Anne Hutchinson

Anne Hutchinson has long been seen as a strong religious dissenter who paved the way for religious freedom in the strictly Puritan environment of New England. Another interpretation of the controversy surrounding Anne Hutchinson asserts that she was simply a loving wife and mother whose charisma and personal ideas were misconstrued to be a radical religious movement. Since this alleged religious movement was led by a woman, it was quickly dealt with by the Puritan fathers as a real threat. Whatever her motives, she was clearly a great leader in the cause of religious toleration in America and the advancement of women in society. Although Anne Hutchinson is historically documented to have been banished as a religious dissenter, the real motive for her persecution was that she challenged the traditional subordinate role of women in Puritan society by expressing her own religious convictions.
Anne Hutchinson was born Anne Marbury in Alford, England, in 1591. Anne\'s father was a deacon at Christ Church, Cambridge. Francis Marbury spoke out earnestly about his convictions that many of the ordained ministers in the Church of England were unfit to guide people\'s souls. For this act of defiance, he was put in jail for one year. Undaunted, Francis Marbury continued to voice his radical opinions, including that many ministers were appointed haphazardly by high church officials to preach in any manner they wanted. Eventually, Anne\'s father did restrain his verbal attacks on the Church of England, choosing conformity with an imperfect church over constant arrests and inquisitions. (D. Crawford, Four Women in a Violent Time, pps. 11-15.) Being educated at home, Anne read many of her father\'s books on theology and religion. Much of Anne\'s later independence and willingness to speak out was due to her father\'s example. Anne admired her father for his defiance of traditional church principles. She was always fascinated with theological questions such as the fate of the Indians who had no knowledge of Jesus Christ or salvation. Her childhood was a definite factor in the development of the strong, self-assured woman she grew up to be.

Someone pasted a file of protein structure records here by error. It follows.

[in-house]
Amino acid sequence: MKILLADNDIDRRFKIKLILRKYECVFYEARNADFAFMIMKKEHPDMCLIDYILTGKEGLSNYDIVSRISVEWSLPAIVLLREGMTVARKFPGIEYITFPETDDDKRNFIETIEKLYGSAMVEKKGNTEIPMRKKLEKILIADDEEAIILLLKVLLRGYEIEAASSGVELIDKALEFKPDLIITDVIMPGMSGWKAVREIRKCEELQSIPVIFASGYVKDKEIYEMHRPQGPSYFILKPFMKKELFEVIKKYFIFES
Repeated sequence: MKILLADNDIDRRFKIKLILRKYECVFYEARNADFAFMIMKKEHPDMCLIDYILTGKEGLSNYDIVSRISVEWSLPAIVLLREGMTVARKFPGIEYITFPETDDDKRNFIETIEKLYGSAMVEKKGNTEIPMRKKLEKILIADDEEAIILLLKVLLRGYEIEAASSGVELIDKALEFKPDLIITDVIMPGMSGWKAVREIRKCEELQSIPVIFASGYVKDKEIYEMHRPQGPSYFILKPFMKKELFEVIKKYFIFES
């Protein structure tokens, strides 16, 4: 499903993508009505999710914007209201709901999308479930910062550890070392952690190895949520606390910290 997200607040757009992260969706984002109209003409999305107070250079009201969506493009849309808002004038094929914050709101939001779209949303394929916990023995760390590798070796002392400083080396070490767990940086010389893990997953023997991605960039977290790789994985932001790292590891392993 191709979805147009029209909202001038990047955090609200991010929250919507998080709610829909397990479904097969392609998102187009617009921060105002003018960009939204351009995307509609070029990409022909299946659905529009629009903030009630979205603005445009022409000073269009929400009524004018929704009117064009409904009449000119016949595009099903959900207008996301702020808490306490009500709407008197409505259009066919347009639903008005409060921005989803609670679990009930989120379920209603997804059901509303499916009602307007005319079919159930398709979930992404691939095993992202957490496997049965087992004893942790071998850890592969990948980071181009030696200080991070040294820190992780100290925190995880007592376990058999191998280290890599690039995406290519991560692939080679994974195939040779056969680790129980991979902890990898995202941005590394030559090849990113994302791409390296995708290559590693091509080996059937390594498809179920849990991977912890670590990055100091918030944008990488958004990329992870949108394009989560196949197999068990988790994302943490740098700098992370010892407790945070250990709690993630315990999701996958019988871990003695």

Anne Hutchinson lived in Alford, England as a housewife and mother after she was married at the age of twenty-one to a man named Will Hutchinson. Anne was drawn to a certain minister named John Cotton who preached fiery sermons that were originally Protestant in nature, but gradually became more akin to Puritan doctrines in that he preached purification of the church and focused on the corruption of the current establishment. Puritans were a form of Protestants in the sense that they rebelled against the Catholic Church, but they also believed the current system still needed more change. Cotton\'s two main beliefs were the destructiveness of continuing Catholic influence in the Church of England, and the opportunities for success and religious freedom in America. (D. Crawford, p. 26.) The Hutchinson family, which eventually consisted of 15 children, took the long drive from Alford to Boston (England) often on Sundays to hear Reverend Cotton preach. After 20 years of village life in Alford, the Hutchinsons decided to follow their minister to New England in 1634. One main reason for this move was because Anne wanted to feel free to express her increasingly Puritan views under the leadership of John Cotton. (M.J. Lewis, Portraits of American Women, p. 35.) Unfortunately, Massachusetts turned out to be more religiously constrictive than England for Anne, even as a member of the Puritan church.
At the time of Anne\'s youth in England, the official religion was Protestantism under the Church of England. Puritanism developed in the late Sixteenth Century from the split in Protestantism between those who were satisfied with traditional methods and those who thought the way of worship needed purification. This second group, the Puritans, thought that worship needed to be simpler with fewer sacraments and rites. The battle lines were drawn, and the Puritan Revolution in England began. In the twelve years before 1642, 21,000 Puritans moved to New England (B. Bailyn, The Peopling of British North America, pps. 25-26.) for the purpose of establishing a haven for them to practice Puritanism together. Anne Hutchinson lived in this violent and changing time when the established religion was often questioned, and groups of people came to their own conclusions on points